Letter to R. Rhodes/ CANADIAN ART magazine
Richard Rhodes, Editor, CANADIAN ART October 2012
Good afternoon Mr. Rhodes,
I recently revisited Louise Dery’s article ‘The Painting Project’ as it appeared in Canadian Art, Summer 2012 and would like to thank you for the thought provoking issues it has brought to the fore.
Specifically, I was struck by the mention of ‘[art presented] as simple entertainment put together by…celebrity’ and Canada’s lack of a collective artistic imagery and whether or not “…this explain[s] the widespread feeling that an understanding of the work involved in creating today’s art does not reach citizens, politicians, decision-makers – or our colleagues across the country and around the world?”
These ideas are unremitting in my own speculation on the current state of art in Canadian society and inspire further examination regarding its future.
Whereas I agree that lack of collective artistic imagery is at issue in addressing the feeling that an understanding of the work involved in creating art does not reach Canada’scitizens and politicians, it is only a part of the issue and we must consider its root conditions, trite as they may be, or we will remain forever ensnared (socially and economically) by the contradiction of what is and what we hope for in the Canadian and international art scene.
To bring art to the attention of ‘a society scarcely conscious of art’ we must acknowledge there is little platform (and desire, perhaps) in its marketing outside the artistic community.
We live in a celebrity-filled world where the lowest common denominator in cognitive output is the entertainment winner; where reality television or generic, fast-paced viewing designed to help ‘turn-off and tune-out’ is the norm.
How can art, created without cohesive identity (“I’ve never heard of this artist”, a viewer might think) though created with passion and designed to stimulate and provoke, intended to ‘turn a viewer on’ and ‘tune-in’ compete with the (much easier) more familiar (possibly branded), readily available offerings from the world of ‘Entertainment’?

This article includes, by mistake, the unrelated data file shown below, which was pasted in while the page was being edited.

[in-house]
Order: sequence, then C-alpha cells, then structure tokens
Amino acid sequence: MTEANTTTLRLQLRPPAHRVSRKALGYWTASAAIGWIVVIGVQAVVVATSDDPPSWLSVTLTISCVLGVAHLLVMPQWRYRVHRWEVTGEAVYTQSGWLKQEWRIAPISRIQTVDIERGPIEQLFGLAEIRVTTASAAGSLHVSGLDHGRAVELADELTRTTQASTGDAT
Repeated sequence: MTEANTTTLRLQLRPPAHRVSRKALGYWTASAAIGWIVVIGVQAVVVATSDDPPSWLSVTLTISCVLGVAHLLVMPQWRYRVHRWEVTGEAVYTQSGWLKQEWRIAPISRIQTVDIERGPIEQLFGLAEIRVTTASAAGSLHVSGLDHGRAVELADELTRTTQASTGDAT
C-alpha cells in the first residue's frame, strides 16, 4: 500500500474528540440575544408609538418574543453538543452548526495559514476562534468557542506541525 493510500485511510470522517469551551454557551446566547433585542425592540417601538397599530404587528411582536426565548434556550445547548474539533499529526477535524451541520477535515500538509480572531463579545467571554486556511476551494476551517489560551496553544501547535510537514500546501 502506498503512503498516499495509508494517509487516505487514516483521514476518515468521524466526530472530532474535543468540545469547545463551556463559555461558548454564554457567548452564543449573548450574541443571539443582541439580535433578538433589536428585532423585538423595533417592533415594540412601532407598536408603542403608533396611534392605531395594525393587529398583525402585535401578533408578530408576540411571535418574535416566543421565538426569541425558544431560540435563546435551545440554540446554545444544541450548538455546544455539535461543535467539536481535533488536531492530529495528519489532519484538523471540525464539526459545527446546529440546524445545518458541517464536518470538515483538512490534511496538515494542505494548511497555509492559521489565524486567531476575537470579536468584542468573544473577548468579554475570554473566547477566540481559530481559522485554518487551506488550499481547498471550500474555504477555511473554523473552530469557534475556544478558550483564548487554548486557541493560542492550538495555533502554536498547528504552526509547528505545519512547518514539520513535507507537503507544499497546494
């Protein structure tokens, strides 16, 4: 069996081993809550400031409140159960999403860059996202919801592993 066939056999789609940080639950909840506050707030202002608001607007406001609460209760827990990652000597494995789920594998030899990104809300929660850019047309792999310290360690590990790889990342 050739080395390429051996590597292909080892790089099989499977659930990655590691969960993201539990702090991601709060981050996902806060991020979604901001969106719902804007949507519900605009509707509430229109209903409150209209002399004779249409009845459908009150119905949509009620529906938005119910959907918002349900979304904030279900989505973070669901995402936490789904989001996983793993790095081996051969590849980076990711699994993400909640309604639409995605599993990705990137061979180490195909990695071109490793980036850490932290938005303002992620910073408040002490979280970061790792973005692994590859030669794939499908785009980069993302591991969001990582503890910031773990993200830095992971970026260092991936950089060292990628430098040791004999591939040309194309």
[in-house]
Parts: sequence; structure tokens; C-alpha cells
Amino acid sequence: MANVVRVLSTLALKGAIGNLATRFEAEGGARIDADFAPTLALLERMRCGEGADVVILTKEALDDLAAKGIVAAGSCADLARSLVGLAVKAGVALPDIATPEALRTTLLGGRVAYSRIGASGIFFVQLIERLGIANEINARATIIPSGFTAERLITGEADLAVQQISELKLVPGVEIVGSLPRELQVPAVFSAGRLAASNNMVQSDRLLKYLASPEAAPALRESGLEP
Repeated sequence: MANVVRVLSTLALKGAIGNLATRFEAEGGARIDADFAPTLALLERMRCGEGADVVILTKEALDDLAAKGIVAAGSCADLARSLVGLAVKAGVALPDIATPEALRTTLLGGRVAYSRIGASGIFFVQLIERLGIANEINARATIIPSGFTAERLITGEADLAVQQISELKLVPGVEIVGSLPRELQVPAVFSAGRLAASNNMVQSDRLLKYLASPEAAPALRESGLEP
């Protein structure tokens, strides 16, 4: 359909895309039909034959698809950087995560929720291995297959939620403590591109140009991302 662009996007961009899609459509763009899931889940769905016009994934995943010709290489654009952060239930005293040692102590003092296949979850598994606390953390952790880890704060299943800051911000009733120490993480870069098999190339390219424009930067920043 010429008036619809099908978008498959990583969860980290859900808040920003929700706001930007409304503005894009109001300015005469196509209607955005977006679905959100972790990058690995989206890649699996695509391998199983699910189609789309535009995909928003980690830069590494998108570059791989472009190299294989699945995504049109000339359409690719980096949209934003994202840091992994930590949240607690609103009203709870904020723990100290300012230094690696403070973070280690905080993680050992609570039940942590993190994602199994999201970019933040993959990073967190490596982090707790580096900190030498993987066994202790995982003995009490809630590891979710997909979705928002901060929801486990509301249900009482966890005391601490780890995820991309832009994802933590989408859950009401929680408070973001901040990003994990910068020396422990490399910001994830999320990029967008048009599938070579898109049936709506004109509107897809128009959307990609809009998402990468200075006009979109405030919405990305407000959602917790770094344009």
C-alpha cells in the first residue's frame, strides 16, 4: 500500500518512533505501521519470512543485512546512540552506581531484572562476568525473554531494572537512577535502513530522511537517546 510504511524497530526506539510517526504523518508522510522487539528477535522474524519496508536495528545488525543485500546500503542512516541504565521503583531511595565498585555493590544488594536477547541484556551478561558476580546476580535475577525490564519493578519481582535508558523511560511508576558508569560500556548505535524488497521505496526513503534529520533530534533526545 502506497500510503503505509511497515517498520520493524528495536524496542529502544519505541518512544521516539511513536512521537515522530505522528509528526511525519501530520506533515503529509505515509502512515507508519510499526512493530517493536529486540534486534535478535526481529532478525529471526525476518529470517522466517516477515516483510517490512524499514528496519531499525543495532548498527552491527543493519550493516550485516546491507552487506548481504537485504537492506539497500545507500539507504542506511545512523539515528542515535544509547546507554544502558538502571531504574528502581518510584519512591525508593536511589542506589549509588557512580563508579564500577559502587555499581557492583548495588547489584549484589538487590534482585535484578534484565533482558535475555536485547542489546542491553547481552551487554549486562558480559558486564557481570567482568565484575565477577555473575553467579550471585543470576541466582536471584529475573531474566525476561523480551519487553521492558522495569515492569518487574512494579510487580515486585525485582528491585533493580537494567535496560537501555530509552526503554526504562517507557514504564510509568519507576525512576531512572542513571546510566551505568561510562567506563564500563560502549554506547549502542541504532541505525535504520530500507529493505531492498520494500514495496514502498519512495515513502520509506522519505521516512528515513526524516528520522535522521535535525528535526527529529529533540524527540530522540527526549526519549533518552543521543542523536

Dissemination of positive artistic messages and experience are thwarted by an over-stimulated and impatient population; a population driven further from art as those participating in the Canadian art scene continue to insist on positioning it as a purely academic pursuit. Art created by and for academics; mounting monographic exhibits of didactic and intelligent works brought together through consultation with historians, doctoral candidates and experts in the field [of art]. This is not an invitation to average Canadians.
It is true, that even the most educated of citizens feels a certain hesitation in visiting an art exhibit for fear of looking like an idiot; a marketing triumph in selling the exclusivity and sense of prerequisite academic requirements for inclusion into the art galleries of Canada.
And what are the solutions?
Is the economization (marketing ) of art in Canada a plausible strategy to overcoming “…the widespread feeling that an understanding of the work involved in creating today’s art does not reach citizens, politicians, decision-makers – or our colleagues across the country and around the world?”
Is it the directive of the Canadian art community to engage the average citizens of its country? Is this possible?- and if so, would the output costs be worthwhile? For whom, in today’s world of contradictory mass media and academia are artists creating art? In a world of individualism, is there any hope for developing a national identity in ‘collective artistic imagery’?
I look forward to future conversation in this regard.